Discriminative feature selection for hidden Markov Models in sequence classification.


Speech recognition, gesture recognition, DNA analysis and many other pattern recognition tasks for time-series data are sequence classification problems, which predict of a single label for an entire sequence. The most successful technique for sequence classification is the hidden Markov Model (HMM). The recognition accuracy and efficiency of HMMs can be improved with discriminative features. Traditional feature selection methods require the data being independently and identically distributed (i.i.d.), but time sequences usually contain strong temporal correlation between the adjacent observation frames. Furthermore, features in time sequences may be "sometimes informative", that is, discriminative only in some segments of a sequence. In this research, we propose Segmentally-Boosted HMMs (SBHMMs), which is able to address the problems of both temporal correlation and segmentally-informative features by assuming "piecewise i.i.d." Experiments show that the SBHMMs consistently improve traditional HMM recognition in American Sign Language recognition, human gait identification, lip reading and speech recognition. The reduction of error ranges from 17% to 70%.

Conditional Random Fields [Lafferty,, 2001] or Tandem models [Hermansky,, 2000] require a state-level labeling by human or forced alignment. In practice, such labeling may not be possible. For example, to recognize the sign brother, how can the human labeler precisely supervise the training for the first state when he does not even know the states meaning or how many states comprise the sign? Without such labeling, the discriminative feature selection will be limited to the level of the entire signs or phonemes. In contrast, SBHMMs are truely designed for sequence classification, in which the sub-sequence components are unknown, and our experiments show that the feature selection at the sub-sequence (state) level achieves superiour performance than that at the sequence level.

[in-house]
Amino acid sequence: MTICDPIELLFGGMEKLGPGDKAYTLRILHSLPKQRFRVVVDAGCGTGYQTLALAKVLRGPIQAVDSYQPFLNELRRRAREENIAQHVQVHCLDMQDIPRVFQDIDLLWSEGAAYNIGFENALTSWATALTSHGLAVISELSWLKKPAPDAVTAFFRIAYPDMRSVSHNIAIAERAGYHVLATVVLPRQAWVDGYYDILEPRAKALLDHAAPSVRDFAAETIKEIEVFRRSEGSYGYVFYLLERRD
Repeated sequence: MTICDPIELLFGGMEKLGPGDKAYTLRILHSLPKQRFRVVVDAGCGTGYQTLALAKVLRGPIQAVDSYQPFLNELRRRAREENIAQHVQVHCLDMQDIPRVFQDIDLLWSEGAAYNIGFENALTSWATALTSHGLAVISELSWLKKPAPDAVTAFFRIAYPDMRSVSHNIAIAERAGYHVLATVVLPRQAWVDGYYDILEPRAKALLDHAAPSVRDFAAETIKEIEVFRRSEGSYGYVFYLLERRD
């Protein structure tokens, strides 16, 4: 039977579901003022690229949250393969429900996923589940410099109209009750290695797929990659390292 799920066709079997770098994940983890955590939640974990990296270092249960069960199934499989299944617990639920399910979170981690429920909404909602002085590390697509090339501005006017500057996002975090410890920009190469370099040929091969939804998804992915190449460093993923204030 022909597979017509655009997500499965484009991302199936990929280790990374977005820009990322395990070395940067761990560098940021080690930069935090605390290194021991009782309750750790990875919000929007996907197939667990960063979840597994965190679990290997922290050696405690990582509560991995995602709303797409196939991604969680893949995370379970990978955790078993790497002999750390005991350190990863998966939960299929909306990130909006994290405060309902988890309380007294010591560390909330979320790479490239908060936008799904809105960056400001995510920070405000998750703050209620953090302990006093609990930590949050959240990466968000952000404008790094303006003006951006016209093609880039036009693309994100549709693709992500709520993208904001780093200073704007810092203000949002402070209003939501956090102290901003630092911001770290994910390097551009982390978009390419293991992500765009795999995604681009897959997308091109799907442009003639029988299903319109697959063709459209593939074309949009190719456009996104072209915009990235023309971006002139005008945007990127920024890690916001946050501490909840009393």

1. Train HMMs for input sequences (the example below is the sign "sister" in ASL).

  2. Label each frame automatically with its most likely state computed from the Viterbi decoding.

    state 1

    state 1

    state 1

    state 2

    state 2

    state 3

  3. Train AdaBoost for this labeling.

    feature weights for state 1

    feature weights for state 2

    feature weights for state 3

    AdaBoost constructs classification ensembles for each state of every HMM. The ensembles linearly combine the decision stumps over 17 input features (accelerometer readings). The weights for the combination, which tell the importance of the features, are greedily chosen to achieve high accuracy in separating one state from all the other states (in the same HMM and in different HMMs). This figure show that our feature selection technique assigns more weight to the accelerometer readings number 15-17, the shoulder elevation, in state 1. This is consistant with the linguistics of ASL.

  4. The new feature space V is the output space of the AdaBoost ensembles.

    In real world applications, the dimension of V is the total number of classifiers, which is also the total number of the states in all HMMs. This figure shows a much simpler example, in which we only have three classes: Red, Green, and Blue. Any sample x in the original space is converted/projected to coordinate (H^(Red)(x), H^(Green)(x), H^(Blue)(x)). In the ideal (separable) situation, the samples with the same state label will be at the same corner in V, as shown in the figure. In the noisy (inseparable) situation, the aggregation property of the margins, which is described in [Yin,, 2008], still drives the samples towards the "ideal" direction.